Live Review: Other Lives with Indians at Rock ‘n’ Roll Hotel, Washington DC – 30th November 2012

By on Monday, 10th December 2012 at 2:00 pm
 

Friends of mine from Germany had been talking about the band Other Lives over the summer, and I was just curious enough to check them out. Turns out they sounded pretty good, like minimalism meets orchestral, something that I could get into. So when they popped up as a gig to cover, I hopped on it.

The evening opened up with Indians: plural word, singular man signed to 4AD this year. Copenhagen’s Søren Løkke Juul is an example of something I am seeing more of, a band that is just one person playing a synthesizer. I will say that he completely saved himself in that he could actually play piano. He was *not* just ‘playing a box’. To increase my admiration, he also pulled out an acoustic guitar and played that as well. With his debut not being released until next month, this 10-month old ‘band’ showed promise and versatility.

It turns out I was so lucky I listened to my friend’s advice. It may not be my favorite concert of the year, as my pal exclaimed, but it was a great gig and a surprise from such an under the radar band. First off, it was a small club with sometimes dodgy sound and this band of five actively uses more instruments than I have even seen on stage, so both space and sound quality were of utmost importance. So this is what was on stage and used: two violins, cello, trumpet, a large and small xylophone, guitar, bass, two sets of double keyboards, harmonica, acoustic guitar, castanets, harmonium, synthesizer, timpani, lap steel, and a set of ANTLERS WITH BELLS!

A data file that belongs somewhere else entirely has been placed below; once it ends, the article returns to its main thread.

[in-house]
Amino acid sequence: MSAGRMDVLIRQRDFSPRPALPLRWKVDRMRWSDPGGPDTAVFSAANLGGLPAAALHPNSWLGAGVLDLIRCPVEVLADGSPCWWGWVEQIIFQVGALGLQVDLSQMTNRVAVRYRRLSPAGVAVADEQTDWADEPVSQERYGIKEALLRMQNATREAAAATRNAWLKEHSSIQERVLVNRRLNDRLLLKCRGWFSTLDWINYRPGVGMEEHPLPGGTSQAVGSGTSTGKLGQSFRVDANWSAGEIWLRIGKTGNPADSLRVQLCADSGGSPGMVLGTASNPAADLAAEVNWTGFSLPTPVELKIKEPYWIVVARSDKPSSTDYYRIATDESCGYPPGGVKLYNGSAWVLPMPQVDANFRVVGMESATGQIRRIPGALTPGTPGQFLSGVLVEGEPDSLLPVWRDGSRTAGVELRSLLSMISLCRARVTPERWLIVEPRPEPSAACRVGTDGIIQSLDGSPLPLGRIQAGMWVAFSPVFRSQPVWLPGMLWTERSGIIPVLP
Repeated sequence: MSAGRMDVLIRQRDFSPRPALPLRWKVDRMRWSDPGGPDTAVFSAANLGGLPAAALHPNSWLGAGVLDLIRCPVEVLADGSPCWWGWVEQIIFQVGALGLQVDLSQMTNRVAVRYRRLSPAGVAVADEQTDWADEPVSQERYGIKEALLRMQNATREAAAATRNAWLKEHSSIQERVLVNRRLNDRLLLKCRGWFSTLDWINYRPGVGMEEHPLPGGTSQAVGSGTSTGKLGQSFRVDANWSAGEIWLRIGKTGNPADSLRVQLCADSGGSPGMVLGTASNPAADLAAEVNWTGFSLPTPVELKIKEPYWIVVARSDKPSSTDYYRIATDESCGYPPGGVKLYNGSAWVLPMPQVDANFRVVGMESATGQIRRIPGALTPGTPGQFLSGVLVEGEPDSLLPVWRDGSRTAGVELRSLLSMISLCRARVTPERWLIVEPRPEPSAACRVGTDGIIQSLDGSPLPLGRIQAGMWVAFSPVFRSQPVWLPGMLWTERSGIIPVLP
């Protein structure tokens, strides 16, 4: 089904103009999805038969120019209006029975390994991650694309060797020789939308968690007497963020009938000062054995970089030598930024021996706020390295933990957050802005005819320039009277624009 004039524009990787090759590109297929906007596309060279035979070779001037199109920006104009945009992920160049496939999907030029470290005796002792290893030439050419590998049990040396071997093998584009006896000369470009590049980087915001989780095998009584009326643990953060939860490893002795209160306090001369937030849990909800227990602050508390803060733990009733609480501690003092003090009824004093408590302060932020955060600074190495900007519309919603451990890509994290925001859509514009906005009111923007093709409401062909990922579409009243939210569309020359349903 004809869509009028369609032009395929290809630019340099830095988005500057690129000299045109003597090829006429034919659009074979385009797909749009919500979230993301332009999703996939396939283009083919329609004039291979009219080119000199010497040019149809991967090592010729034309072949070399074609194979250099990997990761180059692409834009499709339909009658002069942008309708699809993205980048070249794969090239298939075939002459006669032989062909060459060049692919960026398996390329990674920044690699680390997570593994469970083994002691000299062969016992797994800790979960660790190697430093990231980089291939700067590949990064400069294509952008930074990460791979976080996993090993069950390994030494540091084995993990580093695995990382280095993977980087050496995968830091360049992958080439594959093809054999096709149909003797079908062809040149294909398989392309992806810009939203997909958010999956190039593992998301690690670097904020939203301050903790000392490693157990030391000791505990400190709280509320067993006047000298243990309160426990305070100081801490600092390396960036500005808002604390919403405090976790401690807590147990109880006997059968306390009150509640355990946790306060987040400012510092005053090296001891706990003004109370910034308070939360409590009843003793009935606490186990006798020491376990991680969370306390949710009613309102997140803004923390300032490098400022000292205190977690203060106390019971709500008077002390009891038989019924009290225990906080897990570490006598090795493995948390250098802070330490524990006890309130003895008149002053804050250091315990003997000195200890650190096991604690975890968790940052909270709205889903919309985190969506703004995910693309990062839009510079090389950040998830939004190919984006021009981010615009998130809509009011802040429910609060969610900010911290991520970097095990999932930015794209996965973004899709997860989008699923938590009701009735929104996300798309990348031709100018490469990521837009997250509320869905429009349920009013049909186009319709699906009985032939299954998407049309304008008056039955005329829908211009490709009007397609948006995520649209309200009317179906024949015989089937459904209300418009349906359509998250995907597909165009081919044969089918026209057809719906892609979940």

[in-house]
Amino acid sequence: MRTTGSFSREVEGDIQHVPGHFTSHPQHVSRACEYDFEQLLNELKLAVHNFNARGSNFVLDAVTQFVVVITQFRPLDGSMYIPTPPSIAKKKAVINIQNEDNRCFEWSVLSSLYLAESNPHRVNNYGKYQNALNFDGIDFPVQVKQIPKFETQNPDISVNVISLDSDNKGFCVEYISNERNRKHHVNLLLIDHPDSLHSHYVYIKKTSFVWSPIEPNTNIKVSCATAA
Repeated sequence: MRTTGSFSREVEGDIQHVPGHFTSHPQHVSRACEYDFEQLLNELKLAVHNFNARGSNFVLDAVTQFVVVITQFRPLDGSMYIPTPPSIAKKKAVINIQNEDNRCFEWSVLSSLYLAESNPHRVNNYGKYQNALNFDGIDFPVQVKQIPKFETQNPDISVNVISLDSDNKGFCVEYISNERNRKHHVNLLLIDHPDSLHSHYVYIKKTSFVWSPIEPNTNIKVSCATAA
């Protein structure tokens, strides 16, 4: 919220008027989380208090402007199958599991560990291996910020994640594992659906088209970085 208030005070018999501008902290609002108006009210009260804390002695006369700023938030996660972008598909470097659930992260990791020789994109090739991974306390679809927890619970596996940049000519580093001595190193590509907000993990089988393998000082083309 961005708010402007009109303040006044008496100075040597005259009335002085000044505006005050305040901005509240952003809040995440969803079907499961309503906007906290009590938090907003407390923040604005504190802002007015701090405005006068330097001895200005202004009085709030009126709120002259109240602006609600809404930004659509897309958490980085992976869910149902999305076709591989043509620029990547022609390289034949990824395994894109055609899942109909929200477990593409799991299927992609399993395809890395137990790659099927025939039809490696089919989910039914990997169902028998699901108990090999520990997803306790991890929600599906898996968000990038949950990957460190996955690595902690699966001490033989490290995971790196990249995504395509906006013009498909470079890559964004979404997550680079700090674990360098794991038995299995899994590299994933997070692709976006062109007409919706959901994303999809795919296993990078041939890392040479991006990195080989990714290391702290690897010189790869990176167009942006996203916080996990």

It also may have been the most beautiful I have seen this dark boxy venue ever look. Not only was the stage filled with instruments, but oversized, clear, incandescent light bulbs were stationed throughout. It gave a beautiful light to the stage and when coupled with the fog, made the stage absolutely glow. In a funny aside, about a third of the way through the gig, lead singer Jesse Tabish asked to have the fog turned off because he couldn’t see anything, and I concurred – I literally could not see Colby Owens, the drummer or Jenny Hsu, the cellist. Jon Mooney and Josh Onstott round out the band playing many of the remaining instruments.

Often I am distracted by the drumming, which I love. The appealing thing about this band is that there was always so much going on, so much layering that I never had time to get wrapped up in the drummer. This said to me that each of the musicians on stage could hold their own and made for a very balanced band. Both ambient and punchy in its own turn, their tunes swelled and roared through the crowd.

As the band built to a full-on intense noise climax in ‘Weather’ there were people rocking out all around me. The encore returned Tabish to the stage alone where he highlighted the fact that this band started out as an instrumental endeavor, playing solo on a piano piece that confirmed that he was indeed a piano player and not just someone who plays keyboards. They closed out the night with ‘Black Tables’ and melted into that good night. The sold out crowd then shook themselves from their reverie and headed out heady from the experience.

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One Response

1:59 am
11th December 2012

RT @tgtf: New post: Live Review: Other Lives with Indians at Rock ‘n’ Roll Hotel, Washington DC – 30th November 2012: http://t.co/xFI4HNbv

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